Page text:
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Just wondering if Torah sources have any answer to the world's most timeless and compelling question: why did the chicken cross the road?

This question is Purim Torah and is not intended to be taken completely seriously. See the Purim Torah policy.

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  • 3
    Nafka mina: was it a melacha she'eina tzricha legufaH ...
    – Shalom
    Mar 18 at 0:36
  • It was a glitch in the matrix. 🐥🐤🍗🐔.
    – Pycm
    Mar 18 at 15:16
  • I don't see how this question is on-topic.
    – msh210
    Mar 18 at 20:56
  • @msh210 good point
    – Rabbi Kaii
    Mar 18 at 21:59
  • 2
    @msh210 doesn't it fall under "apply a distinctly Torah style (e.g. Talmudic analysis) to an irrelevant topic"?
    – Harel13
    Mar 18 at 22:21

5 Answers 5

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This is one of four riddles that the wisest of all men was unable to solve (Proverbs 30:18-19):

שְׁלֹשָׁה הֵמָּה נִפְלְאוּ מִמֶּנִּי וארבע [וְאַרְבָּעָה] לֹא יְדַעְתִּים. דֶּרֶךְ הַנֶּשֶׁר בַּשָּׁמַיִם דֶּרֶךְ נָחָשׁ עֲלֵי צוּר דֶּרֶךְ אֳנִיָּה בְלֶב יָם וְדֶרֶךְ גֶּבֶר בְּעַלְמָה.‏

Three things are beyond me, and the fourth I don't know:
Why did the eagle cross the sky?
Why did the snake cross the rock?
Why did the ship cross the sea?
Why did the rooster cross the road with a hen?

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The midrash explains that the chicken* is actually Avraham Avinu.

As we learn in the commentaries to the Haggadah, Avraham, by choosing Hashem, "stood on the other side", i.e. the other side of the world, who all bowed to idols. And hence the name Ivri (Hebrew), i.e. "other sider".

Why did the chicken cross the road? To get to the other side.


* the original formulation, scholars believe, had "dove" (see this Radak on Bereshit 15:9), and also it wasn't a road, but a river (see the opening of Maggid in the Passover Haggadah)

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to get to the Alter Cocker-doodle Doo.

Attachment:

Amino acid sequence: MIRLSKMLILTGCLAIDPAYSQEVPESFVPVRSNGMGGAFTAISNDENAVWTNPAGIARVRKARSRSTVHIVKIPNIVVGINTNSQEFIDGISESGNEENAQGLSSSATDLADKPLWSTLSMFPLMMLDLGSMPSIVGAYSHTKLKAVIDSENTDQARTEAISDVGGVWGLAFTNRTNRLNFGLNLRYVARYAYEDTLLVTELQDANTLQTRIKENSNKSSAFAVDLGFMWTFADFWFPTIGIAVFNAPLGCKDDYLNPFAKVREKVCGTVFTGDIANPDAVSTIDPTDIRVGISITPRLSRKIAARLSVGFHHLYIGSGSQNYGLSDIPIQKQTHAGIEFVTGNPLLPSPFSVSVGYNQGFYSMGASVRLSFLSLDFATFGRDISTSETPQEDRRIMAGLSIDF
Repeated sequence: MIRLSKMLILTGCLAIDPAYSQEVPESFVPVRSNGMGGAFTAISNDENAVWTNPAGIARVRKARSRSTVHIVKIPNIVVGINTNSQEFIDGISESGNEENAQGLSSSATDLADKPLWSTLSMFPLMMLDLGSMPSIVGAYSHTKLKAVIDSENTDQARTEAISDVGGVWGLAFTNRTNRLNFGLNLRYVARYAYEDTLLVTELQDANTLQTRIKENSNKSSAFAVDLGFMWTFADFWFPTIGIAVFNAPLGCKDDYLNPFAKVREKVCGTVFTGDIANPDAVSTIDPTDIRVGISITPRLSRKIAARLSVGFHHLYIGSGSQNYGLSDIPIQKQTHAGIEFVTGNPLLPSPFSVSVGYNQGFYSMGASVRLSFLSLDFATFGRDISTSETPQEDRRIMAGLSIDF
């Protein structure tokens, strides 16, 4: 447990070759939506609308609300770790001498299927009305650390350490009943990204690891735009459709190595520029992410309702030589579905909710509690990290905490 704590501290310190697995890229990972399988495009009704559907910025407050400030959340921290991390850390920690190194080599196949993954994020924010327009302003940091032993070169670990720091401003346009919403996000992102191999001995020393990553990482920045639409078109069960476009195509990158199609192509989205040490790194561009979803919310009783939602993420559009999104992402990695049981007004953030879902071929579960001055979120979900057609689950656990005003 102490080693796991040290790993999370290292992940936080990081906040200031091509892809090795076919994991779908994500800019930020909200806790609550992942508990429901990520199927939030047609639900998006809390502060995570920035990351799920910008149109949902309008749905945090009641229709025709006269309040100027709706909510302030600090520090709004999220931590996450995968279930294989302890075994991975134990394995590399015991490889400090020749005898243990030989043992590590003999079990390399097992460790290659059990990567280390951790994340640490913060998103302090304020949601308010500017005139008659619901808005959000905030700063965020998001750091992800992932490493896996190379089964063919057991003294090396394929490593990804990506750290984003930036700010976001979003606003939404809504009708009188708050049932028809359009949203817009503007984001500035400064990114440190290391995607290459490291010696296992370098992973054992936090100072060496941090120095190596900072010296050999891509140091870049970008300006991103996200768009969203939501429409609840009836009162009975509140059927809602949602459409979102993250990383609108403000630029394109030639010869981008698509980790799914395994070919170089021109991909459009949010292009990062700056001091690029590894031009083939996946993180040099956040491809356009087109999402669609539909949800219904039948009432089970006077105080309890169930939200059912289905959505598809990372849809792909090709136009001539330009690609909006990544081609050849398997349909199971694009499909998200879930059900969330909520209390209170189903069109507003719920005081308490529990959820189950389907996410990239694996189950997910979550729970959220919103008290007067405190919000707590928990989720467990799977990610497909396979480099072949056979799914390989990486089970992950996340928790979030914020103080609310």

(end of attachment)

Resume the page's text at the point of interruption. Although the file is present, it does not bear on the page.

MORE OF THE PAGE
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I think that this was a translation error - I think that the original question involved a rooster and not a chicken. As for the answer, he had a girsa about the end of Pirkei Avot 2:5 that read

וּבְמָקוֹם שֶׁאֵין גֶּבֶרים, הִשְׁתַּדֵּל לִהְיוֹת גֶּבֶר

instead of

וּבְמָקוֹם שֶׁאֵין אֲנָשִׁים, הִשְׁתַּדֵּל לִהְיוֹת אִישׁ

which he likely got from the girsa of Bar Kappara as translated by b a in the comment below:

בַּאֲתַר דְּלֵית גְּבַר — תַּמָּן הֱוֵי גְּבַר.

In a place where there is no rooster, there you should be, O rooster

So it must be, therefore, that there was simply no one on the other side of the road.

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    Your conjecture is right on track, this is the girsa of Bar Kappara: באתר דלית גבר תמן הוי גבר "In a place where there is no rooster, there you should be, O rooster" (Berachot 63a)
    – b a
    Mar 18 at 17:17
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The question is obviously existential, and therefore you already knew the answer before you asked the question.

As Rav Berg put it so eloquently in his book, Kabbalah for the Layman,

“From the kabbalistic perspective, that which is infinite and eternal is real and that which is finite, including this world and all that is a part of it, is illusion.”

Wisdom calls to us from Proverbs 8:17

"I love them that love me, And those that seek me earnestly shall find me."

The path is manifest by the intent of the seeker.

The bottom line is: there is no road.

There is only the need in the mind of the creation to seek elevation to the Creator. And toward that need, the road materializes.

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    The second bottom line is: There is no chicken either. Anyone can confirm this when hungry. Mar 19 at 2:30

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